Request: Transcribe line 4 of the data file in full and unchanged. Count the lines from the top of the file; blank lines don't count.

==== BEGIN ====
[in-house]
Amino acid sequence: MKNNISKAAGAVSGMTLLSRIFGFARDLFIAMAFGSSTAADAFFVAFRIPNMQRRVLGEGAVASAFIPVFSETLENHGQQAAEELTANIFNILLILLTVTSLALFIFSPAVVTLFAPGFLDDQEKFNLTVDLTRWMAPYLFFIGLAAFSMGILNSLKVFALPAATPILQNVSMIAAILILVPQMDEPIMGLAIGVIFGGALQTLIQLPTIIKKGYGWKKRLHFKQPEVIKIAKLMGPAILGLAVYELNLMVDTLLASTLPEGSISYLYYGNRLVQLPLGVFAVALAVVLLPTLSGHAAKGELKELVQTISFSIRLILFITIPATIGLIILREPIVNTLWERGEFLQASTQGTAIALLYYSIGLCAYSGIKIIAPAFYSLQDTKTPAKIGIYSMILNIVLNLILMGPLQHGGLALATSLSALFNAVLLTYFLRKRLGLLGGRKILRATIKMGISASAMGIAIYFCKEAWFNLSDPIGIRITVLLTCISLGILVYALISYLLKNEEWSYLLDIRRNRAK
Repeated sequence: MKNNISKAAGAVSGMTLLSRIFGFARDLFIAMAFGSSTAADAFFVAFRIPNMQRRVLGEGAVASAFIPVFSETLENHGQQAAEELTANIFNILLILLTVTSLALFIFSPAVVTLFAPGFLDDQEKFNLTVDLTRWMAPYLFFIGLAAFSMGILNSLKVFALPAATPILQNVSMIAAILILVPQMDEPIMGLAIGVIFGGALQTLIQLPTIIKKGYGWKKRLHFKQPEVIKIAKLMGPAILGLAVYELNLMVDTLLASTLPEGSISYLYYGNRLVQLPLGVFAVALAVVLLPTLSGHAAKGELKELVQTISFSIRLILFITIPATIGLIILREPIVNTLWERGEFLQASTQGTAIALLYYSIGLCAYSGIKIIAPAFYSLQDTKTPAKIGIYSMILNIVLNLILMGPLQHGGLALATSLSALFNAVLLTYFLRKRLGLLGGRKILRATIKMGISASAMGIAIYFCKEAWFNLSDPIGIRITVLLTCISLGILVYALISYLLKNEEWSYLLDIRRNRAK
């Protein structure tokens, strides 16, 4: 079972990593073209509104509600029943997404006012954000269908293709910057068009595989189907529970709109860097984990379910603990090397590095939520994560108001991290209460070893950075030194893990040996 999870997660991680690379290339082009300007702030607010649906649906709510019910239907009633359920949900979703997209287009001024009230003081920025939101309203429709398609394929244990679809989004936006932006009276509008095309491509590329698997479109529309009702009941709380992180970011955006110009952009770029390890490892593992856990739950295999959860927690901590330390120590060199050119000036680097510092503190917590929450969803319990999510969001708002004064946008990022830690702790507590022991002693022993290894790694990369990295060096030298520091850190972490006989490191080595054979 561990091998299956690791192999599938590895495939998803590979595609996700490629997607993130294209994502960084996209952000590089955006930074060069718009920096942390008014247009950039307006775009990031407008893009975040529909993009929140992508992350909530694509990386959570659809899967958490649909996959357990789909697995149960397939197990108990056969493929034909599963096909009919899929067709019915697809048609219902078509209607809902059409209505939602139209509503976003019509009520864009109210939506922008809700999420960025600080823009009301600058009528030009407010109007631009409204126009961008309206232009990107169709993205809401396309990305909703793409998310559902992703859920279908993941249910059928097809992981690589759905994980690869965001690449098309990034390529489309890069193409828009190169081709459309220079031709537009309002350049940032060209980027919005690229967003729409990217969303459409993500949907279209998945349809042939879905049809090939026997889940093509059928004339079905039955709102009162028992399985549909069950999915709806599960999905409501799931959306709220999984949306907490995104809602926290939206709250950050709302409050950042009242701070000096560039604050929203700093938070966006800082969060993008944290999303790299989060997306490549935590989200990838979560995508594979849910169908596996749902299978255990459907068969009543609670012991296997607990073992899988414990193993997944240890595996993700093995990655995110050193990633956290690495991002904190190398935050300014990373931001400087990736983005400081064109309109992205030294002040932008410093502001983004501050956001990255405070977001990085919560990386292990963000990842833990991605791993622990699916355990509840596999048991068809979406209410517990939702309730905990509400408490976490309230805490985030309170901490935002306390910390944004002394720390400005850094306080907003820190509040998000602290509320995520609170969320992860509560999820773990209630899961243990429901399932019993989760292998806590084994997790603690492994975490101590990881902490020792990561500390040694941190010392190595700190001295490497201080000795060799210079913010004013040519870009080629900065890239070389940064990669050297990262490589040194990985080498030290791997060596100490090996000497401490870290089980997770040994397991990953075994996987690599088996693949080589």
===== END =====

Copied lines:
């Protein structure tokens, strides 16, 4: 079972990593073209509104509600029943997404006012954000269908293709910057068009595989189907529970709109860097984990379910603990090397590095939520994560108001991290209460070893950075030194893990040996 999870997660991680690379290339082009300007702030607010649906649906709510019910239907009633359920949900979703997209287009001024009230003081920025939101309203429709398609394929244990679809989004936006932006009276509008095309491509590329698997479109529309009702009941709380992180970011955006110009952009770029390890490892593992856990739950295999959860927690901590330390120590060199050119000036680097510092503190917590929450969803319990999510969001708002004064946008990022830690702790507590022991002693022993290894790694990369990295060096030298520091850190972490006989490191080595054979 561990091998299956690791192999599938590895495939998803590979595609996700490629997607993130294209994502960084996209952000590089955006930074060069718009920096942390008014247009950039307006775009990031407008893009975040529909993009929140992508992350909530694509990386959570659809899967958490649909996959357990789909697995149960397939197990108990056969493929034909599963096909009919899929067709019915697809048609219902078509209607809902059409209505939602139209509503976003019509009520864009109210939506922008809700999420960025600080823009009301600058009528030009407010109007631009409204126009961008309206232009990107169709993205809401396309990305909703793409998310559902992703859920279908993941249910059928097809992981690589759905994980690869965001690449098309990034390529489309890069193409828009190169081709459309220079031709537009309002350049940032060209980027919005690229967003729409990217969303459409993500949907279209998945349809042939879905049809090939026997889940093509059928004339079905039955709102009162028992399985549909069950999915709806599960999905409501799931959306709220999984949306907490995104809602926290939206709250950050709302409050950042009242701070000096560039604050929203700093938070966006800082969060993008944290999303790299989060997306490549935590989200990838979560995508594979849910169908596996749902299978255990459907068969009543609670012991296997607990073992899988414990193993997944240890595996993700093995990655995110050193990633956290690495991002904190190398935050300014990373931001400087990736983005400081064109309109992205030294002040932008410093502001983004501050956001990255405070977001990085919560990386292990963000990842833990991605791993622990699916355990509840596999048991068809979406209410517990939702309730905990509400408490976490309230805490985030309170901490935002306390910390944004002394720390400005850094306080907003820190509040998000602290509320995520609170969320992860509560999820773990209630899961243990429901399932019993989760292998806590084994997790603690492994975490101590990881902490020792990561500390040694941190010392190595700190001295490497201080000795060799210079913010004013040519870009080629900065890239070389940064990669050297990262490589040194990985080498030290791997060596100490090996000497401490870290089980997770040994397991990953075994996987690599088996693949080589």